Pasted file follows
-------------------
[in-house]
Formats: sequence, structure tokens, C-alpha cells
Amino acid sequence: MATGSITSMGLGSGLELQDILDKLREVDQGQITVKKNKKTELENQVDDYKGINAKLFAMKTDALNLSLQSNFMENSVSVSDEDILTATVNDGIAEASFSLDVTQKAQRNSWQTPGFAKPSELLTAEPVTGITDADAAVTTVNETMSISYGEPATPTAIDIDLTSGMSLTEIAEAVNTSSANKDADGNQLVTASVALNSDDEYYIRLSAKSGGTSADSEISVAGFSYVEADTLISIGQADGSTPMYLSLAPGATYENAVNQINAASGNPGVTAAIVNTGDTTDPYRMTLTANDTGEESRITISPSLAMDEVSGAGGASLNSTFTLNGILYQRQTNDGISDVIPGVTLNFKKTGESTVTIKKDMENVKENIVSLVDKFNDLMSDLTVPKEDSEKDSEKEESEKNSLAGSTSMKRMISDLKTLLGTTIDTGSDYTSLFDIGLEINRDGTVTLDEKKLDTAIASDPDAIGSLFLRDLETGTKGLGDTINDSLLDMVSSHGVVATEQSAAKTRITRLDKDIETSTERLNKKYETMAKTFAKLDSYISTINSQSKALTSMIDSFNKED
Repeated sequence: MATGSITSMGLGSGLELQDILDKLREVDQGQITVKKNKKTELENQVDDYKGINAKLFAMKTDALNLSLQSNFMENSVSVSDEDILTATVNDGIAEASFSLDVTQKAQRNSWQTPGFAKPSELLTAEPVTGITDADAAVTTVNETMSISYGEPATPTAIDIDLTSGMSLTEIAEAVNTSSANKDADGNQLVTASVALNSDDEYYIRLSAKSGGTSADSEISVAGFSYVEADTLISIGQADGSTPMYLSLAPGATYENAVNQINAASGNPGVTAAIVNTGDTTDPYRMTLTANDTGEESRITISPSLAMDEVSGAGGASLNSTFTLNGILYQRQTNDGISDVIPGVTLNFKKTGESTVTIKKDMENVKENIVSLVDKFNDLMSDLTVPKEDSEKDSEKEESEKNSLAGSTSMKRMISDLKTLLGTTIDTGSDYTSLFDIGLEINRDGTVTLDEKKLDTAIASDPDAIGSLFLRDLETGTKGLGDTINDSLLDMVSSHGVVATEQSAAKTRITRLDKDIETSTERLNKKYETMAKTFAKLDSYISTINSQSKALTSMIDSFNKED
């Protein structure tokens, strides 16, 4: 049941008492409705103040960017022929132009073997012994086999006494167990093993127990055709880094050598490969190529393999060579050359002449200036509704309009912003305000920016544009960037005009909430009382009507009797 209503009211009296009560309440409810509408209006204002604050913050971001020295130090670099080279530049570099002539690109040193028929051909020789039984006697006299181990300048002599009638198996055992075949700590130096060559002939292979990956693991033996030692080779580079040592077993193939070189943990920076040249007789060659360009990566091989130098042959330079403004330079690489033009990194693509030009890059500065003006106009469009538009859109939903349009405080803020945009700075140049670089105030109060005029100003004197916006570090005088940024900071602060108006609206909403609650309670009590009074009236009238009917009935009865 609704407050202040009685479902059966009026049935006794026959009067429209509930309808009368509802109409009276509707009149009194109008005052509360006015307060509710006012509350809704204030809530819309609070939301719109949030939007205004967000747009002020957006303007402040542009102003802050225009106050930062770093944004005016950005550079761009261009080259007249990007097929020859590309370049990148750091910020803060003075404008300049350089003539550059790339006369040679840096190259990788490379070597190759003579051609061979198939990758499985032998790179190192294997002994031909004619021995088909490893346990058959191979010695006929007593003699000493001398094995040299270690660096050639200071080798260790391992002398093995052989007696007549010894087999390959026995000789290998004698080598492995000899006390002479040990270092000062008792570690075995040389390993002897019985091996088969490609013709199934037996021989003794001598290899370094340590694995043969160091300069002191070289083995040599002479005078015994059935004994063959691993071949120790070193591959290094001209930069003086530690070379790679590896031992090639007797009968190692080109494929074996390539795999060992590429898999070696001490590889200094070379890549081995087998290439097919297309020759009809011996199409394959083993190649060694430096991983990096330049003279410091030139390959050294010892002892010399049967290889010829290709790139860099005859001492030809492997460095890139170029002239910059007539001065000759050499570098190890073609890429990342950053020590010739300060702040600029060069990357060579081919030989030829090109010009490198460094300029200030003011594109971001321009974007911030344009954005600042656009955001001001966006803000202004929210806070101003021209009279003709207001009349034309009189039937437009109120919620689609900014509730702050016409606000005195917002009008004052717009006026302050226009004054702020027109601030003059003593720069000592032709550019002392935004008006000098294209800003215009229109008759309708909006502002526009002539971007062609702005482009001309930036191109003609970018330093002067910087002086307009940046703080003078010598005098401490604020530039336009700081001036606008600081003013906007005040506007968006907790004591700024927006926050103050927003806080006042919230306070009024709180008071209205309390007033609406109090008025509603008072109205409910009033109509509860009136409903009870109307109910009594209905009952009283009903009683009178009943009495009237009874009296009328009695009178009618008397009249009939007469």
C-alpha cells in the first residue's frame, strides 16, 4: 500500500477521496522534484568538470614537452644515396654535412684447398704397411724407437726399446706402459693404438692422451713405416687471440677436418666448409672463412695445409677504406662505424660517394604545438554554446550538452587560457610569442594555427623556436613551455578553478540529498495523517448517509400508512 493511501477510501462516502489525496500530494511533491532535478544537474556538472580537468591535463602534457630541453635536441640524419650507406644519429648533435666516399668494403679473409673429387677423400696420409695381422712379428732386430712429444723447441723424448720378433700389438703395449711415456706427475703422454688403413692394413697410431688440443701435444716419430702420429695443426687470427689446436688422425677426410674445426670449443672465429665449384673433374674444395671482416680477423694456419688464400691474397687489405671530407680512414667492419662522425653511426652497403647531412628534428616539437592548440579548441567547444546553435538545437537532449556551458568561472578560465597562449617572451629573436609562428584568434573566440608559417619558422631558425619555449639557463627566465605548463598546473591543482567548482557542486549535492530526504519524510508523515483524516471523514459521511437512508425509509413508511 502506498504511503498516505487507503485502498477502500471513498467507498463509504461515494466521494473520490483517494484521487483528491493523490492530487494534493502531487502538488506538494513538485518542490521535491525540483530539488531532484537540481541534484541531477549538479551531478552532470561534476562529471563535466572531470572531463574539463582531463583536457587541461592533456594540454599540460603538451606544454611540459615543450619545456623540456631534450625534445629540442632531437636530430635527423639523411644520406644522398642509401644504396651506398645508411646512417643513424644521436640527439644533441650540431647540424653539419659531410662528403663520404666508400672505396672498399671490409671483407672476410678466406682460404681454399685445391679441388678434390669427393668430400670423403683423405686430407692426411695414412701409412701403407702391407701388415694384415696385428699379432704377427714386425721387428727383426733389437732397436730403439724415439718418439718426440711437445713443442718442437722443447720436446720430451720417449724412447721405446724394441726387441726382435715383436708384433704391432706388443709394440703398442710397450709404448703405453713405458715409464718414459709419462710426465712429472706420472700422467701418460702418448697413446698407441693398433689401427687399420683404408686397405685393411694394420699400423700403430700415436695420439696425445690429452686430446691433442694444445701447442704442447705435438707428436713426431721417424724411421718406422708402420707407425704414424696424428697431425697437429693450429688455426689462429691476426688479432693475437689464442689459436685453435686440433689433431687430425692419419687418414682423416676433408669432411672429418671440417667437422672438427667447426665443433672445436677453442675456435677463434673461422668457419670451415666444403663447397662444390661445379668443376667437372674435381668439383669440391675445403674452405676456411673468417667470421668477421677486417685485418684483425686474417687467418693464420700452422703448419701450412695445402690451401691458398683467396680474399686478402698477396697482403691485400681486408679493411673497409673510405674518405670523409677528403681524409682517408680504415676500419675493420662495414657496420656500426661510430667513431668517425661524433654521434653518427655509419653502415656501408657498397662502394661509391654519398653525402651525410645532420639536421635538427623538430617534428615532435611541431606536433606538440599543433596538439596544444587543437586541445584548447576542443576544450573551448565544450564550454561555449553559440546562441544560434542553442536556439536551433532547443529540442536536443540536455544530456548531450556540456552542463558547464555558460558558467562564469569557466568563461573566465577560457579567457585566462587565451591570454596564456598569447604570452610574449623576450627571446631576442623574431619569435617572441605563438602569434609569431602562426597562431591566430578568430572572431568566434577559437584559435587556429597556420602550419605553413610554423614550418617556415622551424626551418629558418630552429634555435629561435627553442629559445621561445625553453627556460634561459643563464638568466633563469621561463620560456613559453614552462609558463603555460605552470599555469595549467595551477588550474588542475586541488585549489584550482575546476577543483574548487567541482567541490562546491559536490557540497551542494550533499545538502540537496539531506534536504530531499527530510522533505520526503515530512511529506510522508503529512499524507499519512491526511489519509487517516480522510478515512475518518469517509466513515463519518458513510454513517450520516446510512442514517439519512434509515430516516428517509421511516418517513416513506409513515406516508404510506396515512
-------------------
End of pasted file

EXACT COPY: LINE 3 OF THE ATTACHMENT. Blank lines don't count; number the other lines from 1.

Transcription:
Amino acid sequence: MATGSITSMGLGSGLELQDILDKLREVDQGQITVKKNKKTELENQVDDYKGINAKLFAMKTDALNLSLQSNFMENSVSVSDEDILTATVNDGIAEASFSLDVTQKAQRNSWQTPGFAKPSELLTAEPVTGITDADAAVTTVNETMSISYGEPATPTAIDIDLTSGMSLTEIAEAVNTSSANKDADGNQLVTASVALNSDDEYYIRLSAKSGGTSADSEISVAGFSYVEADTLISIGQADGSTPMYLSLAPGATYENAVNQINAASGNPGVTAAIVNTGDTTDPYRMTLTANDTGEESRITISPSLAMDEVSGAGGASLNSTFTLNGILYQRQTNDGISDVIPGVTLNFKKTGESTVTIKKDMENVKENIVSLVDKFNDLMSDLTVPKEDSEKDSEKEESEKNSLAGSTSMKRMISDLKTLLGTTIDTGSDYTSLFDIGLEINRDGTVTLDEKKLDTAIASDPDAIGSLFLRDLETGTKGLGDTINDSLLDMVSSHGVVATEQSAAKTRITRLDKDIETSTERLNKKYETMAKTFAKLDSYISTINSQSKALTSMIDSFNKED